I need your opinions. Why is the vector potential of a magnetic field important (or even necessary) to quantum mechanics? Why it has to be defined everywhere? Is there any fundamental reason you can think of?

My point of view:

  1. If one wants to have gauge invariance then he needs to have a vector potential. In fact if we construct the QED Lagrangian as being invariant under U(1), then the vector potential is naturally introduced by the covariant derivative. Additionally, the gauge field is a dynamical variable which needs to be defined everywhere.

  2. The Bohm-Aharonov effect shows that the vector potential (but not the gauge choice) is detectable and affect the probability distribution. Hence the vector potential is in some sense physical and need to be defined everywhere.

  • $\begingroup$ I can't comment on the mathematical requirements. I would certainly agree with your second point. The interesting question in my mind is, wether there is a classical effect that allows to detect the vector potential in the same way as the Bohm-Aharonov effect does? I am not aware of that at this moment. If there is none, then 2 is a unique requirement for the quantum case. If there is a classical effect, however, then the necessity for the vector potential just propagates into the quantum realm and the structural argument seems the stronger one. $\endgroup$ – CuriousOne Dec 13 '14 at 16:30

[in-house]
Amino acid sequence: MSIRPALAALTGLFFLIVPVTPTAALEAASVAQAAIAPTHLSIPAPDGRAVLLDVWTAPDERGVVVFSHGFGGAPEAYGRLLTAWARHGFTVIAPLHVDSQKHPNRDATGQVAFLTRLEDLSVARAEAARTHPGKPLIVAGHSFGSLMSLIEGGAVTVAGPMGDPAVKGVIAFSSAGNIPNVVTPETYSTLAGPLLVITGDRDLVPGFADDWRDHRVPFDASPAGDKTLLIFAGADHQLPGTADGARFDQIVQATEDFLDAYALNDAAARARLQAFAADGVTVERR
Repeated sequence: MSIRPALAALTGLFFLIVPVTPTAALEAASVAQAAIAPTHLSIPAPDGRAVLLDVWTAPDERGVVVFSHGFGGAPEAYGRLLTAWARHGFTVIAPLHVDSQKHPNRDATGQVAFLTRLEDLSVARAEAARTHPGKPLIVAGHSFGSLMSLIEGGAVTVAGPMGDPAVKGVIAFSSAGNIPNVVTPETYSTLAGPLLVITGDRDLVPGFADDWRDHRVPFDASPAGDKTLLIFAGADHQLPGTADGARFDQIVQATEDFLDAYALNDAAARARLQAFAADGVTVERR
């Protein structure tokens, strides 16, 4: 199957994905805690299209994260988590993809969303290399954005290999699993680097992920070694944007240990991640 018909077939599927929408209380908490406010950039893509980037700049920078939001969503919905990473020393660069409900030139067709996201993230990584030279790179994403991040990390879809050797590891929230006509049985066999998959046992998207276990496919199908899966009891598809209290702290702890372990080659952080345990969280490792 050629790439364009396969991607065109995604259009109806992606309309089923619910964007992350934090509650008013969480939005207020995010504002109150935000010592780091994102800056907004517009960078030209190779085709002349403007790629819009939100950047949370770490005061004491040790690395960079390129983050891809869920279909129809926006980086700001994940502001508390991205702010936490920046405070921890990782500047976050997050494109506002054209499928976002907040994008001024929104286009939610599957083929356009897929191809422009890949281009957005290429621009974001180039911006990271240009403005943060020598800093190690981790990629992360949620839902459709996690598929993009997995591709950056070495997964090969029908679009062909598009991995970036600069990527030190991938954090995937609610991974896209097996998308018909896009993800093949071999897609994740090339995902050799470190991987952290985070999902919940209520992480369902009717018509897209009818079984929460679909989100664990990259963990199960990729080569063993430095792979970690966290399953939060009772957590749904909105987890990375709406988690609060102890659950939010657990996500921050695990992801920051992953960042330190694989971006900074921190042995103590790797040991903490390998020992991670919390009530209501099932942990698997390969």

Even in Classical Mechanics the vector potential is defined in the whole space, i.e., it is a field, because it should be known wherever the charge in question goes. The charge may go everywhere we direct it with our initial conditions. In QM, where there is a wave function equation for a wave determined everywhere in space, the vector potential should also be defined within this space. A classical analogue to the Schroedinger equation is the Hamilton-Jacobi equation that determines a field S.

  • $\begingroup$ The Schrodinger equation is analog to the heat equation, not to the Hamilton-Jacobi equation. Look better at the latter. The derivative by time is taken on the action, not on the wave as in the Schrodinger equation. A good proof of the Schrodinger equation in analogy with the heat equation can be found in Gordon Baym "Lecture notes on quantum mechanics". $\endgroup$ – Sofia Dec 13 '14 at 21:32

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